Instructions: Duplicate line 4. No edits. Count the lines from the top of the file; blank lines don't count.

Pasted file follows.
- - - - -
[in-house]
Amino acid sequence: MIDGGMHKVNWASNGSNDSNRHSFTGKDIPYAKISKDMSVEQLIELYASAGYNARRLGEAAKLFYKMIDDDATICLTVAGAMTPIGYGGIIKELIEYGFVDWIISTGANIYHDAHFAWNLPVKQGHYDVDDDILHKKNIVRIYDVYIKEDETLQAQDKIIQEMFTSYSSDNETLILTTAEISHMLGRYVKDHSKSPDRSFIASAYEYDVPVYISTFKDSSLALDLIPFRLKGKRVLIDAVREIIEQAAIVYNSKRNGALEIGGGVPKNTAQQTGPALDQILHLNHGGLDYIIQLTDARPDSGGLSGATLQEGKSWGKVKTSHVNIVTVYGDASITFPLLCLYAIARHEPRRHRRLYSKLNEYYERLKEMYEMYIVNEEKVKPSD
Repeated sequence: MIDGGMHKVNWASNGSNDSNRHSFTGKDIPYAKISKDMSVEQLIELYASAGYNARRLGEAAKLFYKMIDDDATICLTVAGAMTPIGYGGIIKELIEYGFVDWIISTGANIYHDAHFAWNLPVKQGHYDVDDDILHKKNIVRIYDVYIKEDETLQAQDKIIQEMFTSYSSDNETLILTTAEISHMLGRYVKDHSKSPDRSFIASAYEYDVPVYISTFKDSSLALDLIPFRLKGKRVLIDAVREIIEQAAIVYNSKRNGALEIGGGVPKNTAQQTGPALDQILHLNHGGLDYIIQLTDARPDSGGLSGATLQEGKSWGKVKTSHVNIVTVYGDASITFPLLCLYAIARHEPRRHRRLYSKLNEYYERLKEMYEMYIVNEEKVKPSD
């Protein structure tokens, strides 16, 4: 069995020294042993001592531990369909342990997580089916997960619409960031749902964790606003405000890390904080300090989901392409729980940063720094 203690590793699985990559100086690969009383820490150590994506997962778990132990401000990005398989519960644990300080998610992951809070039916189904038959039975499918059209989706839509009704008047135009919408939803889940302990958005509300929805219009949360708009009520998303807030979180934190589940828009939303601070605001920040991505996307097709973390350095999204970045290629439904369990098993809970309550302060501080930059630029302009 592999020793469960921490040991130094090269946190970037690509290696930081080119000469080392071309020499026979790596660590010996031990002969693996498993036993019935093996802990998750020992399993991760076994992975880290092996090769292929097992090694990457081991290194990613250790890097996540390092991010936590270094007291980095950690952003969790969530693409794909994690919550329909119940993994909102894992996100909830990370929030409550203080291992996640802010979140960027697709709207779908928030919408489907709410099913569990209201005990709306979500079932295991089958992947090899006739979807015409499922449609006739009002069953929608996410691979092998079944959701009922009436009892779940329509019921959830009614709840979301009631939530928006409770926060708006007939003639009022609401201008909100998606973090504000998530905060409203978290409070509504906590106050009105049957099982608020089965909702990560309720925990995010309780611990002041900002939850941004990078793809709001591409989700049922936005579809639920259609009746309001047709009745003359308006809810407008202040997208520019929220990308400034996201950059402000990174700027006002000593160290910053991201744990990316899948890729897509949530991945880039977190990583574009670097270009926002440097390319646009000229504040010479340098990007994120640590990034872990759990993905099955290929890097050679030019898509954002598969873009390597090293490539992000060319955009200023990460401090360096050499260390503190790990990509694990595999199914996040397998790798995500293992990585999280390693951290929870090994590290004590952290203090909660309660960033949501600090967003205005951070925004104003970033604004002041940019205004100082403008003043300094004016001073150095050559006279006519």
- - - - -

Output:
């Protein structure tokens, strides 16, 4: 069995020294042993001592531990369909342990997580089916997960619409960031749902964790606003405000890390904080300090989901392409729980940063720094 203690590793699985990559100086690969009383820490150590994506997962778990132990401000990005398989519960644990300080998610992951809070039916189904038959039975499918059209989706839509009704008047135009919408939803889940302990958005509300929805219009949360708009009520998303807030979180934190589940828009939303601070605001920040991505996307097709973390350095999204970045290629439904369990098993809970309550302060501080930059630029302009 592999020793469960921490040991130094090269946190970037690509290696930081080119000469080392071309020499026979790596660590010996031990002969693996498993036993019935093996802990998750020992399993991760076994992975880290092996090769292929097992090694990457081991290194990613250790890097996540390092991010936590270094007291980095950690952003969790969530693409794909994690919550329909119940993994909102894992996100909830990370929030409550203080291992996640802010979140960027697709709207779908928030919408489907709410099913569990209201005990709306979500079932295991089958992947090899006739979807015409499922449609006739009002069953929608996410691979092998079944959701009922009436009892779940329509019921959830009614709840979301009631939530928006409770926060708006007939003639009022609401201008909100998606973090504000998530905060409203978290409070509504906590106050009105049957099982608020089965909702990560309720925990995010309780611990002041900002939850941004990078793809709001591409989700049922936005579809639920259609009746309001047709009745003359308006809810407008202040997208520019929220990308400034996201950059402000990174700027006002000593160290910053991201744990990316899948890729897509949530991945880039977190990583574009670097270009926002440097390319646009000229504040010479340098990007994120640590990034872990759990993905099955290929890097050679030019898509954002598969873009390597090293490539992000060319955009200023990460401090360096050499260390503190790990990509694990595999199914996040397998790798995500293992990585999280390693951290929870090994590290004590952290203090909660309660960033949501600090967003205005951070925004104003970033604004002041940019205004100082403008003043300094004016001073150095050559006279006519």